- Contributed by
- People in story:
- Frances Williamson
- Location of story:
- Northern Ireland
- Article ID:
- Contributed on:
- 13 February 2004
Before the war I was working in the Albion clothes factory as a designer, the factory was making boy’s suits and coats - but before the war civilian production ceased and we began to make army uniforms, that was approx 1938 — 1939. I then left and went to work for the American Red Cross.
The Pickie Hotel in Bangor was requisitioned by the American Army for the American Red Cross. I was the manager of the Bangor American Red Cross, all the furniture was put in storage and the Americans brought their own bunk beds etc. The Americans troops stationed around NI came to spend their leave in the Red Cross in Bangor. They had all kinds of recreation on offer - dances, bicycles, snooker etc. The canteen was open from 8am to 2am in the morning.
Just before D Day, Eisenhower and Montgomery came to Bangor to visit the American troops. They visited the Red Cross in Bangor and went out into the bay to visit the American ships. Lady Bangor brought Montgomery’s mother to the Red Cross in a pony and trap the Americans were fascinated by her because she was a beautiful old lady in a very long black skirt.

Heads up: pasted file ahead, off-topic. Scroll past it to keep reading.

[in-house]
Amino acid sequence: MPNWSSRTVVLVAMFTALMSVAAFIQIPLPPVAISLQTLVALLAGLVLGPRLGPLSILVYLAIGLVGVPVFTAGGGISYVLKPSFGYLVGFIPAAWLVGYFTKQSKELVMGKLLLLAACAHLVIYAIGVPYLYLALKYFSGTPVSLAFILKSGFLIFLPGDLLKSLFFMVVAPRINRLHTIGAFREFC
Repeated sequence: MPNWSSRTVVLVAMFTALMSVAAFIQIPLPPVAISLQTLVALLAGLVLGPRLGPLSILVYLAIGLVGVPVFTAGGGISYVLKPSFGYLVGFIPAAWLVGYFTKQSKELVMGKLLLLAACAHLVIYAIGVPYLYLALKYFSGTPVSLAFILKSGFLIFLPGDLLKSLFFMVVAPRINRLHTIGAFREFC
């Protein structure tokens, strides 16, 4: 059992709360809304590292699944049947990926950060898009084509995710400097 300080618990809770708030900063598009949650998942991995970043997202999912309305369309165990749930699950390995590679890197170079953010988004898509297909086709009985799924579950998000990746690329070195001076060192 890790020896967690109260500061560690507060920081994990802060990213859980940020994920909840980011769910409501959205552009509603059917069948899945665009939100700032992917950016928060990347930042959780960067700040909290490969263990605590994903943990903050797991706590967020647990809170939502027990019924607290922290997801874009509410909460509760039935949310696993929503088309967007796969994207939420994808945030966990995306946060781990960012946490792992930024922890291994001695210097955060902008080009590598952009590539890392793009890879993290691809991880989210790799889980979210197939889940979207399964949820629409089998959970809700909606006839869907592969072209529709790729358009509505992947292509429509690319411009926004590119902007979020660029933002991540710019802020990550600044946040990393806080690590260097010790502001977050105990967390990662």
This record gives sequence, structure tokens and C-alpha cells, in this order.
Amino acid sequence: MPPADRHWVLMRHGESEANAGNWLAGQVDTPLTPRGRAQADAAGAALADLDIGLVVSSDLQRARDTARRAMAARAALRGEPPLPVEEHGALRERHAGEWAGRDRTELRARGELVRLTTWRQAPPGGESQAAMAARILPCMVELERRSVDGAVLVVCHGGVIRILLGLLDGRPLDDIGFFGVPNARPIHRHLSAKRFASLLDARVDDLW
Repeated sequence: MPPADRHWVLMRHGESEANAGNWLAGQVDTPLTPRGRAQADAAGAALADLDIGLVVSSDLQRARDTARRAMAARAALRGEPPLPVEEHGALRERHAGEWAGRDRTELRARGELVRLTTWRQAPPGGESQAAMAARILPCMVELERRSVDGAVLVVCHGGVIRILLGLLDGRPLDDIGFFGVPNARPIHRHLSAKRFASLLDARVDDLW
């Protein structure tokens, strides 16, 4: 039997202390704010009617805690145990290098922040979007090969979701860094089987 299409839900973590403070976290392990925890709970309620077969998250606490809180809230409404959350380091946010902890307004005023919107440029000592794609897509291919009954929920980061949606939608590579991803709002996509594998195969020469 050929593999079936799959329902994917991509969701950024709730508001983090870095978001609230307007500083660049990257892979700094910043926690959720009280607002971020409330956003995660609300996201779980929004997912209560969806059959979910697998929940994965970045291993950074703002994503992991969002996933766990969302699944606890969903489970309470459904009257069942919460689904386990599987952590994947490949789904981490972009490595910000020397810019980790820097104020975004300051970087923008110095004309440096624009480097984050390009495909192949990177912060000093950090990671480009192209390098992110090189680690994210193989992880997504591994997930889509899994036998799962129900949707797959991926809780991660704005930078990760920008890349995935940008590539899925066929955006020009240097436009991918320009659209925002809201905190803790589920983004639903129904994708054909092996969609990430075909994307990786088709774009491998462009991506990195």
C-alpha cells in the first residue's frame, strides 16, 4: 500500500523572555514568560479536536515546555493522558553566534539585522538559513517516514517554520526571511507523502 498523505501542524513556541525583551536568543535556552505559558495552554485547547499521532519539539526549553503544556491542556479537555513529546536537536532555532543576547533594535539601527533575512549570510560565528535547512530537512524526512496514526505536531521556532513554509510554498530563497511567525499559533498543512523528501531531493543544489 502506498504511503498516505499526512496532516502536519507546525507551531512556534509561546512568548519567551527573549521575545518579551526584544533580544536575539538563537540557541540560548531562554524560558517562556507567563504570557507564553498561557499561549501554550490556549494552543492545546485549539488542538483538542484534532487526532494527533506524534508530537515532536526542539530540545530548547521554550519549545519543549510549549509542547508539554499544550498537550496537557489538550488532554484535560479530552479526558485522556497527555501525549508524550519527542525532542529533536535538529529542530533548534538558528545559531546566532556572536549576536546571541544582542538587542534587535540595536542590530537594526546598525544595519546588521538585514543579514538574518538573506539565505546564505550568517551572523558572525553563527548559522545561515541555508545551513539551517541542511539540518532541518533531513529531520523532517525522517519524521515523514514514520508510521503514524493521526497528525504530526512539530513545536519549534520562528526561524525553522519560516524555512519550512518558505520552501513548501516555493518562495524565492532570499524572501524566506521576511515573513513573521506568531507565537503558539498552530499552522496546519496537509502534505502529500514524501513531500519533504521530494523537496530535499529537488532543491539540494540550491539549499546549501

Rationing were in place - but I used to get Spam, Doughnuts and Coco Cola. Marshall Mackey was an American, was married to one of the Mackie’s from Mackie’s foundry.
I saw Glen Millar both in the Plaza in Belfast but was taken by the director’s of the Red Cross to Langford Lodge where there was a large air force base , the 8th Airforce were based there for a while, I never heard from any of them again after they left England, so I think they were all lost. A friend heard that the boat they were on was blown up before they left South Hampton.
I saw Glen Miller and also had dinner with him. There were big bowls of fruit on every table and half the guests had the fruit eaten before the first course came because of the rationing.
I’ve been aboard the Texas and the Nevada — the huge war ships which were there before D Day.
I’ll never forget seeing the evacuees coming off the train in Comber, they were filthy , their faces were black and their clothes ripped. They were sleeping anywhere they could, they arrived with nothing, all their belongings were lost in the Blitz.
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